For example:-Judy is snake.

-Halidi is chameleon.

-They are donkey.

iii): Personification

This is a figure of speech which provides animals, objects and other inanimate things with attributes of doing and behaving as human being.

-It is a figure of speech in which either an inanimate object or an abstract concept is spoken of as though it were endowed with life or with human attributes or feelings.

For example:-An elephant called a meeting for the horn animals.

-Antelopes were singing and dancing joyful.

-The forest was threatening all the passer-by.

iv): Euphemism

This is a figure of speech which uses words and phrases that avoids saying some abusive and offensive words.

For example:- The have left for a short call.

-Our judge has passed away or kicked the bucket (Our judge has died)

-Hanna is in a family way (Halima is pregnant)

v): Hyperbole

This is a figure of speech which exaggerates the reality of things.

-It is a figure of speech which makes someone or something sound bigger, better and greater than its reality.

For example:-The forest of diseases has weakened my health.

-The million of hands has elected him a Village Chairman.

-Hyperbole is sometimes called overstatement where by things and concepts are described as important or serious than they real are.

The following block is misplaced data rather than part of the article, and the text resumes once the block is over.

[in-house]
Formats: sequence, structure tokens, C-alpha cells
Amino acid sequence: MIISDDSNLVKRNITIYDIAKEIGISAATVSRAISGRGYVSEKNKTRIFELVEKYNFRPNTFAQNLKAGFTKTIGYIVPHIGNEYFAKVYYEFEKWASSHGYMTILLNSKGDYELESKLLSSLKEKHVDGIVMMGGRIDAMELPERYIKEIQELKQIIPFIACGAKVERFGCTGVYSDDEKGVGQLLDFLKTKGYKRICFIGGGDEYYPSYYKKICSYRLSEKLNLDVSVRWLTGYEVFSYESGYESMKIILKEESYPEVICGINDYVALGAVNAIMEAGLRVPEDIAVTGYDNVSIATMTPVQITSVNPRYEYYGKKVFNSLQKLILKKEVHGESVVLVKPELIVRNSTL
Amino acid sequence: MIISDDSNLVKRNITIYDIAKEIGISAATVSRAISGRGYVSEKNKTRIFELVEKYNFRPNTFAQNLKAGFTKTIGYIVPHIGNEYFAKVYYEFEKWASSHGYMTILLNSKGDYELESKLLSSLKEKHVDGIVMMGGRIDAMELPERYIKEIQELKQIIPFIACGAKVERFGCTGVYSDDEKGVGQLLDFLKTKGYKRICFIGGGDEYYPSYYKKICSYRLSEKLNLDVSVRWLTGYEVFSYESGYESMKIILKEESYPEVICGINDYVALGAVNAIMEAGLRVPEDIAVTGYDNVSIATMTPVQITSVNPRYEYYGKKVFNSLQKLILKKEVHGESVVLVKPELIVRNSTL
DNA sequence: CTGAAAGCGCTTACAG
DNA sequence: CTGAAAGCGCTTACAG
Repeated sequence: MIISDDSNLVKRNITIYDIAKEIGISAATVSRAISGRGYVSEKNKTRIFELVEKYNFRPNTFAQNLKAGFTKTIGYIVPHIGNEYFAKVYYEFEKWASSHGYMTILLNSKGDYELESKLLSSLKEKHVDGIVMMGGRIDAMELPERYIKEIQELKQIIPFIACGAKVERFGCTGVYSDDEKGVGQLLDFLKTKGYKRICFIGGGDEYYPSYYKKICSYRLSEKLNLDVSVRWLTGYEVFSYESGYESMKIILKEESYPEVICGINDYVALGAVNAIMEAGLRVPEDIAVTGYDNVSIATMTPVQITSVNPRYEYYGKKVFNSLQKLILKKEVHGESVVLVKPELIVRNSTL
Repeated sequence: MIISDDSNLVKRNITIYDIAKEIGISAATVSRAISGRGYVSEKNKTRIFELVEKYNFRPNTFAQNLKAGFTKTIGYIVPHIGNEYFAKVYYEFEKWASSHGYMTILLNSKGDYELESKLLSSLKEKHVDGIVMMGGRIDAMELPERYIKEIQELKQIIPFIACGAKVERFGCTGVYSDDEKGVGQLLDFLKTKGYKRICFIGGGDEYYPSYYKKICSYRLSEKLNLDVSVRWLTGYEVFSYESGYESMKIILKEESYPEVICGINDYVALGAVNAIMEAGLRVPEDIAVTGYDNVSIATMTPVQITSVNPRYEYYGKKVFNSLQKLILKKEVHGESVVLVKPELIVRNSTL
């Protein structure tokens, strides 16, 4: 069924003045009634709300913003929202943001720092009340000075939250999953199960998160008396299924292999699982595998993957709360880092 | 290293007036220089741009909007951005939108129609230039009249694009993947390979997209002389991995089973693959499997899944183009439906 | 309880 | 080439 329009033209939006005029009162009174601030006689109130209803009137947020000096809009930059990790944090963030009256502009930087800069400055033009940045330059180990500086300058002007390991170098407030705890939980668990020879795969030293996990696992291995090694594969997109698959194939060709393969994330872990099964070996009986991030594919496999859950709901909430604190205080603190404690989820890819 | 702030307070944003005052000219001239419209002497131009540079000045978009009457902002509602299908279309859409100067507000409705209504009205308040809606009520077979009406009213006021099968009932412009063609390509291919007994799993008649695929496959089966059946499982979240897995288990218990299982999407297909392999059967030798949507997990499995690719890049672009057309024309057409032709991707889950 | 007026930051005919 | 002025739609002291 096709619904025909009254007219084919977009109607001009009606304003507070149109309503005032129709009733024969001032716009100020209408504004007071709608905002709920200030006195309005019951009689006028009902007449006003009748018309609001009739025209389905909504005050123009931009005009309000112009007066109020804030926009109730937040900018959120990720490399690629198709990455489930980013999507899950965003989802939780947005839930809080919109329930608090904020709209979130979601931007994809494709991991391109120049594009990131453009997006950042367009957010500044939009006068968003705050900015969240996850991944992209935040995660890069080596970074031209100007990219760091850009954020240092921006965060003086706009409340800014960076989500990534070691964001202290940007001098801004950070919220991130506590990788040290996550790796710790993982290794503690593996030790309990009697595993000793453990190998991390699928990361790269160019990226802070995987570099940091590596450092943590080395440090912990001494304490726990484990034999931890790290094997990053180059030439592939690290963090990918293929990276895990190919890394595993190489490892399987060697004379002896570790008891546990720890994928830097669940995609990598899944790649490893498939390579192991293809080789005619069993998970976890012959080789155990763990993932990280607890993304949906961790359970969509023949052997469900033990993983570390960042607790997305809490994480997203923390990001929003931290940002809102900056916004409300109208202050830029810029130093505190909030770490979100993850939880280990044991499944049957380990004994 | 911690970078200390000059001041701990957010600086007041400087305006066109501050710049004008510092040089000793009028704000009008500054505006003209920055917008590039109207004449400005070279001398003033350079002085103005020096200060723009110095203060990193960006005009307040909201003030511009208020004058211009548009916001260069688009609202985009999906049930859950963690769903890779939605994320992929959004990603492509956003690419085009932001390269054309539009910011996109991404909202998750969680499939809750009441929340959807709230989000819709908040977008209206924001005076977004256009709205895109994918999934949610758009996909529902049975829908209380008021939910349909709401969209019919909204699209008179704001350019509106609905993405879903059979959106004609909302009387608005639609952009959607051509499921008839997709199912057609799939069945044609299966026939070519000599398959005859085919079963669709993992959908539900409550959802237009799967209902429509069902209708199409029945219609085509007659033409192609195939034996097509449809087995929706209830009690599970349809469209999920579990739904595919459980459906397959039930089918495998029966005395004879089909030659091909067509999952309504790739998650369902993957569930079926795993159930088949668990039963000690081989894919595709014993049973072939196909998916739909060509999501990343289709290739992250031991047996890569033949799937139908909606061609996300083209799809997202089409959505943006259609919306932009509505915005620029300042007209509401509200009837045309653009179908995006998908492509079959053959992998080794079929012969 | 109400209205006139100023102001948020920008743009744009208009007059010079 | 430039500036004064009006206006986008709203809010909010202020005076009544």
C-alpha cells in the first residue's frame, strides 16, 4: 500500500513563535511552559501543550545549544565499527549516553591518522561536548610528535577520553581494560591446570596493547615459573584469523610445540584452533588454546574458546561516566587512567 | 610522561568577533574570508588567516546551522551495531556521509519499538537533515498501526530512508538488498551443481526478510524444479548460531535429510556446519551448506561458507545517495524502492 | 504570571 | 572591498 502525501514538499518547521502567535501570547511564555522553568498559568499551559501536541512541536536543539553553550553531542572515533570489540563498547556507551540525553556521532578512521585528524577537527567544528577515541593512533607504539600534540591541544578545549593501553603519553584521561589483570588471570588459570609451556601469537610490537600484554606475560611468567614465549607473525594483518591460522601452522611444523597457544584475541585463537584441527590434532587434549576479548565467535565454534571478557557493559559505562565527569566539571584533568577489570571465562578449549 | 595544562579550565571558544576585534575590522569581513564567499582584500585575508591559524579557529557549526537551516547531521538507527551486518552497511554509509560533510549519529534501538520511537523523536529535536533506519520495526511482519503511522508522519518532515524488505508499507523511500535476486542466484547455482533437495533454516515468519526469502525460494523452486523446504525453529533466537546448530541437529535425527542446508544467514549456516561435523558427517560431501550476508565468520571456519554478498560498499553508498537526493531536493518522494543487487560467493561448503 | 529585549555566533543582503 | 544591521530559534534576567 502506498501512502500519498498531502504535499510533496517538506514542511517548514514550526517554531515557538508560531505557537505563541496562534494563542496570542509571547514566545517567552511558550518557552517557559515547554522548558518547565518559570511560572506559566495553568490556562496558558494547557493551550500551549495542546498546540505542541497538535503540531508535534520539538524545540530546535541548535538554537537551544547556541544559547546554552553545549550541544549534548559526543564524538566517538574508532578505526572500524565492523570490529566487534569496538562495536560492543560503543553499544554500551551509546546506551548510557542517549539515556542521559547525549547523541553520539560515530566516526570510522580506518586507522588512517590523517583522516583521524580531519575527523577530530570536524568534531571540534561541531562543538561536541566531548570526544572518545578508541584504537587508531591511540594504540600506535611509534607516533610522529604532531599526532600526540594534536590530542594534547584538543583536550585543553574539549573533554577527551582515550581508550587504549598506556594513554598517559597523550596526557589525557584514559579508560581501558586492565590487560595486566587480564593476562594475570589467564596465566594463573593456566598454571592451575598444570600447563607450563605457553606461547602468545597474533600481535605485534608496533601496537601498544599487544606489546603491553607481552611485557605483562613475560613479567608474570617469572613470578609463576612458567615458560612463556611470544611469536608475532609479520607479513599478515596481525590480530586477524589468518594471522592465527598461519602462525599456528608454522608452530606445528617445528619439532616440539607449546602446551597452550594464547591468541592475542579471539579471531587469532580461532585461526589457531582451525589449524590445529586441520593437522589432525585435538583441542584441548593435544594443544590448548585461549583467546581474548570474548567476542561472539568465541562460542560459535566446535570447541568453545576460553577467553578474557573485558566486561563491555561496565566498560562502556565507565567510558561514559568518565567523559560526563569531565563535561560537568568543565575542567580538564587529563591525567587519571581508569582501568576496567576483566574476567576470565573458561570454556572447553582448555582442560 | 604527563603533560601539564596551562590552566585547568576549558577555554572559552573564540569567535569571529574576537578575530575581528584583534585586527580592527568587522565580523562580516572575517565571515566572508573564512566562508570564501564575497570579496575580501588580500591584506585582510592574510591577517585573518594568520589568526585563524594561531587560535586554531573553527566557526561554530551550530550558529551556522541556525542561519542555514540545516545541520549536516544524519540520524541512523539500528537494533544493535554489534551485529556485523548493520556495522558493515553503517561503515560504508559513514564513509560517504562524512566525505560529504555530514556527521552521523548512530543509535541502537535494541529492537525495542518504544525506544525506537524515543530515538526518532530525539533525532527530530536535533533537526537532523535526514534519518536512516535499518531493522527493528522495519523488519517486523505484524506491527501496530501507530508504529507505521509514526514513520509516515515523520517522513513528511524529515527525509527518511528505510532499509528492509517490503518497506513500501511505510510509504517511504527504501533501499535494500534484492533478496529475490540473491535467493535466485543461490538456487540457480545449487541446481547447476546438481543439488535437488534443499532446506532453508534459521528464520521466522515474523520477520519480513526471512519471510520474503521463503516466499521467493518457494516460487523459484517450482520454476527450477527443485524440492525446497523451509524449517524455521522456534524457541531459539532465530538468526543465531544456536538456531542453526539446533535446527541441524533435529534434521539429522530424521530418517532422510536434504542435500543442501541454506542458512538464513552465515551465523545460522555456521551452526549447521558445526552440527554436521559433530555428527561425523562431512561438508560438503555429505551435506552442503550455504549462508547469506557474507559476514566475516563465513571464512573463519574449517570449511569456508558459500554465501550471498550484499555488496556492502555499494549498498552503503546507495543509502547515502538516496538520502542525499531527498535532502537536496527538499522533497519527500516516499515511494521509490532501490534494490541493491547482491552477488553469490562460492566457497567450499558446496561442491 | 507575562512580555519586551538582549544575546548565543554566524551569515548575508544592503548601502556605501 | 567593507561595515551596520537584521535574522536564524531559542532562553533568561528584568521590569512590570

vi): understatement

The reality of things are diminished or reduced and made small or less important than they real are.

For instance:-She is resting in the ward for a month now.

-They closed their eyes off cholera.

-He has been hurt by a cobra

vii): Litotes

This is a special form of understatement a figure of speech which is the assertion of an affirmative by negating its contrary.

For instance:

-He’s not the brightest man in the world (He is stupid)

-They will not fail this match (They will win)

-The plot is not expensive (It is cheap)

viii): Imagery

This is a figure of speech which uses words in creating mental picture. In most cases images with word can be created in appeal to senses of sound, touch, taste, seeing, smell as well as kinesthetic.

For example:

-Her hands are tender to touch.

-Her eyes can destroy any body.

– Her teeth are white as milk.

ix): Symbolism

This is a figure of speech in which objects are used in representing different ideas.  For example:-An owl- Evil spirits       -A black cloth- Sadness

-A red cloth- Danger       -Dog- Safety

xi): Irony